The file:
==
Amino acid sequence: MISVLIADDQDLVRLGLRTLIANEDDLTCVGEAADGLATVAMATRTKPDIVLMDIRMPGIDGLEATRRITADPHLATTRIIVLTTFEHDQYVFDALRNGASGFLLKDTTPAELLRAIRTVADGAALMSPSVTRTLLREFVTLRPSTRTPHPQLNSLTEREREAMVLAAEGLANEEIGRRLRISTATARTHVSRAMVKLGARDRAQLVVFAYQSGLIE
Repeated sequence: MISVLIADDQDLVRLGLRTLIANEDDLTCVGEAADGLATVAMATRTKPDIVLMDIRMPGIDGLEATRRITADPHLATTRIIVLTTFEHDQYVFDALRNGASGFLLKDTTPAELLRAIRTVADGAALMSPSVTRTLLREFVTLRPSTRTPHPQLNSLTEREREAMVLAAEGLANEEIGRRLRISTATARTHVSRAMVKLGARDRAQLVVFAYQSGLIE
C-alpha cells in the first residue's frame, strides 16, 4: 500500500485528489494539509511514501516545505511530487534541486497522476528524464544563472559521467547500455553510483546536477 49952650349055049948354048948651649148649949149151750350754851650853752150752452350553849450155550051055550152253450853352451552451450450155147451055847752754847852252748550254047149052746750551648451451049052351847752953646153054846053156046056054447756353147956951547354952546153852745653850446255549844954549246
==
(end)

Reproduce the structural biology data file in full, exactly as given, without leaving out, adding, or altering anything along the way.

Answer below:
Amino acid sequence: MISVLIADDQDLVRLGLRTLIANEDDLTCVGEAADGLATVAMATRTKPDIVLMDIRMPGIDGLEATRRITADPHLATTRIIVLTTFEHDQYVFDALRNGASGFLLKDTTPAELLRAIRTVADGAALMSPSVTRTLLREFVTLRPSTRTPHPQLNSLTEREREAMVLAAEGLANEEIGRRLRISTATARTHVSRAMVKLGARDRAQLVVFAYQSGLIE
Repeated sequence: MISVLIADDQDLVRLGLRTLIANEDDLTCVGEAADGLATVAMATRTKPDIVLMDIRMPGIDGLEATRRITADPHLATTRIIVLTTFEHDQYVFDALRNGASGFLLKDTTPAELLRAIRTVADGAALMSPSVTRTLLREFVTLRPSTRTPHPQLNSLTEREREAMVLAAEGLANEEIGRRLRISTATARTHVSRAMVKLGARDRAQLVVFAYQSGLIE
C-alpha cells in the first residue's frame, strides 16, 4: 500500500485528489494539509511514501516545505511530487534541486497522476528524464544563472559521467547500455553510483546536477 49952650349055049948354048948651649148649949149151750350754851650853752150752452350553849450155550051055550152253450853352451552451450450155147451055847752754847852252748550254047149052746750551648451451049052351847752953646153054846053156046056054447756353147956951547354952546153852745653850446255549844954549246